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Wellington's Smallest Victory: The Story of William Siborne & Great Model of Waterloo: The Duke, the Model Maker and the Secret of Waterloo Hardcover – 1 Apr 2004
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From the Author
The sub-title of this book is The Story of Captain William Siborne & The Great Waterloo Model. It was inspired mainly by the wish to put the record straight regarding Siborne, who has suffered a bad press for no good reason. To do this, I have located every known document on my subject, travelling to Dublin, Belfast, Edinburgh, London and Berlin for my research. Using this material, Sibornes Waterloo Correspondence held in the British Library and all known published accounts than mention Siborne, I have been able to put together the story of the construction of his two Waterloo Models, how they were financed and how he went about writing his classic History of the Waterloo Campaign. I show how totally flawed previous accounts have been.
The second strand in this book is the relationship between Siborne and Wellington. The Large Model was intended to be a great monument to the greatest achievement of the Great Duke, but the two men ended up in a bitter dispute over it and other issues, a dispute that dragged on until Sibornes premature death in 1849. This story is the classic issue of the junior officer asking questions in the wrong places and suffering the consequences. These revelations about Wellington and the role of the Prussians in the Waterloo Campaign will cause a storm of controversy, as I demonstrate exactly how the Great Duke went about having history rewritten. Since then, historians have copied historians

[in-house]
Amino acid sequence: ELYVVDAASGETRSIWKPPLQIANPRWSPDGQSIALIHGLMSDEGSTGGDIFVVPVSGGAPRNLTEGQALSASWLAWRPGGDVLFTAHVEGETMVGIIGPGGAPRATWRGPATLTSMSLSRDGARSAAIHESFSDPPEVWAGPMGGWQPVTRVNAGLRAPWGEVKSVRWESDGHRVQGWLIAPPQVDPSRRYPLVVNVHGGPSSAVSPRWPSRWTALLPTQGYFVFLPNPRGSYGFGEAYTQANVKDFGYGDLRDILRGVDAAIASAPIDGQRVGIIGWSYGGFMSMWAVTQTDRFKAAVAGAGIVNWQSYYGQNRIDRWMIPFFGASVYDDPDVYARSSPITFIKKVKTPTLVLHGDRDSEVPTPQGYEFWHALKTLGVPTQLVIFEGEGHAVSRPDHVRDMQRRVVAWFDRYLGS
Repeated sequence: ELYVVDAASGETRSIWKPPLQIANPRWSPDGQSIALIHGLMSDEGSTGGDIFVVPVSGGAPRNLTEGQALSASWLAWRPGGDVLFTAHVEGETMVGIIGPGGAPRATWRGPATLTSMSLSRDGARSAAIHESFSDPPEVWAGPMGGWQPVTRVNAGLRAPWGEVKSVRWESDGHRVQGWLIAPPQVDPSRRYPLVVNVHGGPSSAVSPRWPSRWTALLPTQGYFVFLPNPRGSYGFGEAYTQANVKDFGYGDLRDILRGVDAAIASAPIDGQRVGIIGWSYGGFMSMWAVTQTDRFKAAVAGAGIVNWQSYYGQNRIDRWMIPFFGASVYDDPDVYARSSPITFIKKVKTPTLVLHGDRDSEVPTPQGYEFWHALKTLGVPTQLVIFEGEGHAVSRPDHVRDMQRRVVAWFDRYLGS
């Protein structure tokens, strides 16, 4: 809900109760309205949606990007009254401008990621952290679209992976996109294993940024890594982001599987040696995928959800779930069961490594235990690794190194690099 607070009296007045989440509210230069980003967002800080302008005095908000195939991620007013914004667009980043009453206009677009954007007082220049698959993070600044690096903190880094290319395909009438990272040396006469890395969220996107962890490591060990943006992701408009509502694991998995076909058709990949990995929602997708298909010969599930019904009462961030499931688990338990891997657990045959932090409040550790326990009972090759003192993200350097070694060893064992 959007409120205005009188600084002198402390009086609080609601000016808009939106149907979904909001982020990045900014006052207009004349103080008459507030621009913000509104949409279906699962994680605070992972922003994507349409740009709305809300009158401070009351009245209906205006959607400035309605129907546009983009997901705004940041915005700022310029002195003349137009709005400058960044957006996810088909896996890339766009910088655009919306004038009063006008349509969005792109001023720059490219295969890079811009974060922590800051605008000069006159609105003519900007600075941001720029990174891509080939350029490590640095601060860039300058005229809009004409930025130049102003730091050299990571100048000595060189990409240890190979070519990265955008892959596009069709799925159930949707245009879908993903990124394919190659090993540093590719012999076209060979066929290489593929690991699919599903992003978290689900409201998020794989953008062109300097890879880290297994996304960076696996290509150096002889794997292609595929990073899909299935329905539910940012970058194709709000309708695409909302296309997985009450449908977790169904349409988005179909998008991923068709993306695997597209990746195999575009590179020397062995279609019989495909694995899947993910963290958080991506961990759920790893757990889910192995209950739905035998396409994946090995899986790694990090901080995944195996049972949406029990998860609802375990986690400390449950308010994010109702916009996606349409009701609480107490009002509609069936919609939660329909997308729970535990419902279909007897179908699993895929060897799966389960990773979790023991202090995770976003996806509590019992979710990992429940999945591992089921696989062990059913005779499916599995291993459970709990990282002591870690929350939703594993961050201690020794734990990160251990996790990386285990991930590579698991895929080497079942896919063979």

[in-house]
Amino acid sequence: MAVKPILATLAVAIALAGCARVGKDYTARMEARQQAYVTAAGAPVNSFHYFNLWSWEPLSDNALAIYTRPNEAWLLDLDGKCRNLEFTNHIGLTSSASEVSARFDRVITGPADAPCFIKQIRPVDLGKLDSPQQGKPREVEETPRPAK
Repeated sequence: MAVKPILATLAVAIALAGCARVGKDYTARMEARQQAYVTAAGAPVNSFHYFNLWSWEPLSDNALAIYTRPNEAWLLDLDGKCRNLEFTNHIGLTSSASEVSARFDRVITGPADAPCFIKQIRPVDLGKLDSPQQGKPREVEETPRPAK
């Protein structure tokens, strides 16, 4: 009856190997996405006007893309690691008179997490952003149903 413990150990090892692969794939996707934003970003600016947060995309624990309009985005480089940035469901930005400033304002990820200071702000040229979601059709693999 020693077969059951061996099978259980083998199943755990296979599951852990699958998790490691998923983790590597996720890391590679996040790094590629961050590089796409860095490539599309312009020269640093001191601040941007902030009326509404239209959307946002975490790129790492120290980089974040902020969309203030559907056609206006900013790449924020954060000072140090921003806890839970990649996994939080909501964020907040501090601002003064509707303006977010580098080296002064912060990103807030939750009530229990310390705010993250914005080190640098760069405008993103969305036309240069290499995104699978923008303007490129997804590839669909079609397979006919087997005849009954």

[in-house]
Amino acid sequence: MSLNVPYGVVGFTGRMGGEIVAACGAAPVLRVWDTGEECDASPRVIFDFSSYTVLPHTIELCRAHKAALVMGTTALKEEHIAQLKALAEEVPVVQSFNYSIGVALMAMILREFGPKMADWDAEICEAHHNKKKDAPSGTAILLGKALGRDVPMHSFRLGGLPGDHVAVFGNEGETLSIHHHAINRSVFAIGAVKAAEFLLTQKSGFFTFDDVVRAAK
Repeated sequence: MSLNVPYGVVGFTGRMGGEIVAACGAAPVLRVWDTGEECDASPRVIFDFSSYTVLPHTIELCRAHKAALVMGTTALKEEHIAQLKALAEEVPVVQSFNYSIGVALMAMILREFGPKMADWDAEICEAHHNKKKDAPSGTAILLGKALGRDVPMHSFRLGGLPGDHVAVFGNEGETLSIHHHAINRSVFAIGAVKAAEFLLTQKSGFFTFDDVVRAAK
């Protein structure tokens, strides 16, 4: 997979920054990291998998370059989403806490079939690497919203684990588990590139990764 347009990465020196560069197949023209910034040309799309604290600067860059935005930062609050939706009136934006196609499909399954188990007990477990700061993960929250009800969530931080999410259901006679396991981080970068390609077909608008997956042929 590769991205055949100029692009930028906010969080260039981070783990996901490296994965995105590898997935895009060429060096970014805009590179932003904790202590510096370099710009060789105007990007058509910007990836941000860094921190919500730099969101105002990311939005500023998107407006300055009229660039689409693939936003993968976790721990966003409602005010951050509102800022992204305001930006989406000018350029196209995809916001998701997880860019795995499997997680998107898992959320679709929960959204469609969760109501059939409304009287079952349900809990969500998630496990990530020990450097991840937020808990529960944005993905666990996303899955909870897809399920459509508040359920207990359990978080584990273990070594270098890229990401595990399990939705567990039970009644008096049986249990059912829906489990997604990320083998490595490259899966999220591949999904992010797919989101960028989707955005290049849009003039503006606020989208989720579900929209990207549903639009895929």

About the Author
Peter Hofschröer, a specialist in Napoleonic history, is the author of the critically acclaimed and award-winning two-volume study 1815 - The Waterloo Campaign (Greenhill Books). Find out more here.
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The book is highly readable. I finished it in a few days, which is amazingly fast for me. Agree with his pro-Prussian stance or not, I doubt anyone could really dispute that Hofschroer writes extremely intelligently and has certainly done his research.
As someone who has dabbled at painting model figures over the years, I am in awe of the Siborne's efforts and the standards he required from the craftsmen who did most of the work.
A great book, not too long and very inspirational.